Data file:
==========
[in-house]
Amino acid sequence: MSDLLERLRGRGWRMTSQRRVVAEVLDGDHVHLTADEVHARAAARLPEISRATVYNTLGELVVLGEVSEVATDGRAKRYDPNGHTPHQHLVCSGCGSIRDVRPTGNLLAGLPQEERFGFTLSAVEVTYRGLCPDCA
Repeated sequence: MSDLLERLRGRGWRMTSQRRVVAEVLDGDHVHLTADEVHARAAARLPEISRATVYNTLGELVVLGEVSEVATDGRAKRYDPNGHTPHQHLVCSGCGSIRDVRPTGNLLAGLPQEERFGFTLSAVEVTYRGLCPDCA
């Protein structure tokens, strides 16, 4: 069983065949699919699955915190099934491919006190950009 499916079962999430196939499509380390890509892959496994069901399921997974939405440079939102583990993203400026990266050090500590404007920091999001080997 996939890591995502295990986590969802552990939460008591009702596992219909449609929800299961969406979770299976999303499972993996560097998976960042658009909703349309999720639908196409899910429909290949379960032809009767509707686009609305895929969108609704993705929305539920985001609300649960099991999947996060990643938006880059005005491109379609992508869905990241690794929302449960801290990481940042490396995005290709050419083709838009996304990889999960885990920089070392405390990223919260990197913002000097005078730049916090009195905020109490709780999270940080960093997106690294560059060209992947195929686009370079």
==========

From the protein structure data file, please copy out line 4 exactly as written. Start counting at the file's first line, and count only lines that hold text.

């Protein structure tokens, strides 16, 4: 069983065949699919699955915190099934491919006190950009 499916079962999430196939499509380390890509892959496994069901399921997974939405440079939102583990993203400026990266050090500590404007920091999001080997 996939890591995502295990986590969802552990939460008591009702596992219909449609929800299961969406979770299976999303499972993996560097998976960042658009909703349309999720639908196409899910429909290949379960032809009767509707686009609305895929969108609704993705929305539920985001609300649960099991999947996060990643938006880059005005491109379609992508869905990241690794929302449960801290990481940042490396995005290709050419083709838009996304990889999960885990920089070392405390990223919260990197913002000097005078730049916090009195905020109490709780999270940080960093997106690294560059060209992947195929686009370079």